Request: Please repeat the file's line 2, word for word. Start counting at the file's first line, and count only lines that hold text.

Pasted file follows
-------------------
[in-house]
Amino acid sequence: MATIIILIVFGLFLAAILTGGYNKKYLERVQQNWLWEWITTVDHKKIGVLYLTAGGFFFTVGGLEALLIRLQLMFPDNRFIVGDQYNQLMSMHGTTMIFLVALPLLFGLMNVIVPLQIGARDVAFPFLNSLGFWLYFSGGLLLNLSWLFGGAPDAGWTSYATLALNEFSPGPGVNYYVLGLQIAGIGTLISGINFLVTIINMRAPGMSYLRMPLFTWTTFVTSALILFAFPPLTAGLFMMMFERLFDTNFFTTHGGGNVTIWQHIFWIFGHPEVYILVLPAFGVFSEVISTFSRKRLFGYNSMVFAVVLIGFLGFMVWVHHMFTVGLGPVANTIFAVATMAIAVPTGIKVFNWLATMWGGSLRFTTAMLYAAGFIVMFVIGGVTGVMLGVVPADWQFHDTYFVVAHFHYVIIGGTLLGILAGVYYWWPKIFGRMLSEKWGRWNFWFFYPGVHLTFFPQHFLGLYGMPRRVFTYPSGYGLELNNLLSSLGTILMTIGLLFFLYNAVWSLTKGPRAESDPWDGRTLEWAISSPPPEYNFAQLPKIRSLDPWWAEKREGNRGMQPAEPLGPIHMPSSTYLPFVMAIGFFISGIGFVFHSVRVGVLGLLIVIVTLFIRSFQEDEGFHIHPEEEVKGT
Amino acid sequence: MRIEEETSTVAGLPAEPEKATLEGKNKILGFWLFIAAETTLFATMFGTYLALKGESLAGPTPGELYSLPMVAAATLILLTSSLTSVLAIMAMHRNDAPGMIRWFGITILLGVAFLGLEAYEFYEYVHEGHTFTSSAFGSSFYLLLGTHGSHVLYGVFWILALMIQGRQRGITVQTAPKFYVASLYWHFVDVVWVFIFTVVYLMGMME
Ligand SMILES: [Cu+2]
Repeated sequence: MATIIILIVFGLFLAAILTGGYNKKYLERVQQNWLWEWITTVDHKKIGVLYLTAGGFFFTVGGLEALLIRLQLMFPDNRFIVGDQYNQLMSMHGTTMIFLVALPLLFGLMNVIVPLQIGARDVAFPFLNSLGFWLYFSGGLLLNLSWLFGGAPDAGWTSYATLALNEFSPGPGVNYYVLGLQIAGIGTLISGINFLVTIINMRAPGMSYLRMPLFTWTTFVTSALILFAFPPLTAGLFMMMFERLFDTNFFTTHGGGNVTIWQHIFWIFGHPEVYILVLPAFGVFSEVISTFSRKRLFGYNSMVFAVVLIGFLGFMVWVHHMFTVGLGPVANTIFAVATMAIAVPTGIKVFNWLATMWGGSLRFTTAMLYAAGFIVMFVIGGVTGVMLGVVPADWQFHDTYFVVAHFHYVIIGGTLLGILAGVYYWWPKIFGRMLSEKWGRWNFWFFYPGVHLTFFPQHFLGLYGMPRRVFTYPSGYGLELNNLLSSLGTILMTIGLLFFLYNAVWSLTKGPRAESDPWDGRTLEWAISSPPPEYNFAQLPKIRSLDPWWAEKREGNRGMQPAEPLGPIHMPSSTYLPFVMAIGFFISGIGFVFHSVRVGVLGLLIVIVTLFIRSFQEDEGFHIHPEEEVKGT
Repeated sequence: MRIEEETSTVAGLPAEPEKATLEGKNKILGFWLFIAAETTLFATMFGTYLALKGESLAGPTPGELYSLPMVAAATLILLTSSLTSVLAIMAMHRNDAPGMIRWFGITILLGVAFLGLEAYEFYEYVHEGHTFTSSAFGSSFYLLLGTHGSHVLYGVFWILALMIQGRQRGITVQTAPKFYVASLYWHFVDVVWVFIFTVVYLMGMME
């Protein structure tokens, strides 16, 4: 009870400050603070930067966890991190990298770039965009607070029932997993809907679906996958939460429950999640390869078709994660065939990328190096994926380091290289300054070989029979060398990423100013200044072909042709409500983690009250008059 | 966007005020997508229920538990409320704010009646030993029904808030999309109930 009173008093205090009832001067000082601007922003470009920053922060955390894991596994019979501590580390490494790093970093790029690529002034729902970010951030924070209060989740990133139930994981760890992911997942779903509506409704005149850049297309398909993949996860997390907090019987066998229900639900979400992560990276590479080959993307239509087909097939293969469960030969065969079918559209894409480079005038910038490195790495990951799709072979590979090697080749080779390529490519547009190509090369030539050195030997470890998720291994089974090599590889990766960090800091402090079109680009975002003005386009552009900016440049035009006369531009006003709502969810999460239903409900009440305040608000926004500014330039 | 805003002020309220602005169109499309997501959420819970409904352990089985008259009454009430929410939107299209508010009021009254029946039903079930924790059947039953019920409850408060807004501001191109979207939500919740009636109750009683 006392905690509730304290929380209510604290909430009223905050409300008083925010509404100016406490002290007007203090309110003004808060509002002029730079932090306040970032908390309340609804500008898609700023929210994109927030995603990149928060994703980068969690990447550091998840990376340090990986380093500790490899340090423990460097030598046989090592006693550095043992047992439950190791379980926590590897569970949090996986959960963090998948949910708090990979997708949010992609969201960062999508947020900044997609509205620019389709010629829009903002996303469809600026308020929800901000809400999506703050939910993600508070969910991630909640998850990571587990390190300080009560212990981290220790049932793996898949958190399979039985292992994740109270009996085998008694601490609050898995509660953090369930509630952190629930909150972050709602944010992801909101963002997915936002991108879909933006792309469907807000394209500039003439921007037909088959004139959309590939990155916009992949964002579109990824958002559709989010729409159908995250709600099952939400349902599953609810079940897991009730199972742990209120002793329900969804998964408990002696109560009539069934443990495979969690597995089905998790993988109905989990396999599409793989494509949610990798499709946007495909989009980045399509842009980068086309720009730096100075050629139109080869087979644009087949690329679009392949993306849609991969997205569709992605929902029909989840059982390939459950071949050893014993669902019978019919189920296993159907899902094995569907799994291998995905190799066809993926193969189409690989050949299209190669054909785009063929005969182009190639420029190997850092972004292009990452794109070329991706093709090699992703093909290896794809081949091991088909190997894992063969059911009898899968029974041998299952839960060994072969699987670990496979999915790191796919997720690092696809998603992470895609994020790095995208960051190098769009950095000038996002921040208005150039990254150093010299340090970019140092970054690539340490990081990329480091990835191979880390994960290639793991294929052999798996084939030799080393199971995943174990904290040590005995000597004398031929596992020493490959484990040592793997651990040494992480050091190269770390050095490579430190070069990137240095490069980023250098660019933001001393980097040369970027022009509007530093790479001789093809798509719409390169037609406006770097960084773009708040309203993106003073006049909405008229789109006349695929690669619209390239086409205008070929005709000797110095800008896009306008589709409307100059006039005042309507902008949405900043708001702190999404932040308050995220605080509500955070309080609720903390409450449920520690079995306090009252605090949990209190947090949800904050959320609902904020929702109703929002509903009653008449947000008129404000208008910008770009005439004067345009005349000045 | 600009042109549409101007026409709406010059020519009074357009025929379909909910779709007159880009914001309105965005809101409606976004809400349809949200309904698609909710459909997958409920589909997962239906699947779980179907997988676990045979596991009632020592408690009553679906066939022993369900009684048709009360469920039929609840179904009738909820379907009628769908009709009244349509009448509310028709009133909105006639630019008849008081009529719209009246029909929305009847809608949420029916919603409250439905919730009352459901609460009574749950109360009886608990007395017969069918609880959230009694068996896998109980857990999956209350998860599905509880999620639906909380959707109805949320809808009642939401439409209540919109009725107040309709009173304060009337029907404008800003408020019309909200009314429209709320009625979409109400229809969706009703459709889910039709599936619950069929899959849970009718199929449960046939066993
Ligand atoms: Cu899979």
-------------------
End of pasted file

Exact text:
Amino acid sequence: MATIIILIVFGLFLAAILTGGYNKKYLERVQQNWLWEWITTVDHKKIGVLYLTAGGFFFTVGGLEALLIRLQLMFPDNRFIVGDQYNQLMSMHGTTMIFLVALPLLFGLMNVIVPLQIGARDVAFPFLNSLGFWLYFSGGLLLNLSWLFGGAPDAGWTSYATLALNEFSPGPGVNYYVLGLQIAGIGTLISGINFLVTIINMRAPGMSYLRMPLFTWTTFVTSALILFAFPPLTAGLFMMMFERLFDTNFFTTHGGGNVTIWQHIFWIFGHPEVYILVLPAFGVFSEVISTFSRKRLFGYNSMVFAVVLIGFLGFMVWVHHMFTVGLGPVANTIFAVATMAIAVPTGIKVFNWLATMWGGSLRFTTAMLYAAGFIVMFVIGGVTGVMLGVVPADWQFHDTYFVVAHFHYVIIGGTLLGILAGVYYWWPKIFGRMLSEKWGRWNFWFFYPGVHLTFFPQHFLGLYGMPRRVFTYPSGYGLELNNLLSSLGTILMTIGLLFFLYNAVWSLTKGPRAESDPWDGRTLEWAISSPPPEYNFAQLPKIRSLDPWWAEKREGNRGMQPAEPLGPIHMPSSTYLPFVMAIGFFISGIGFVFHSVRVGVLGLLIVIVTLFIRSFQEDEGFHIHPEEEVKGT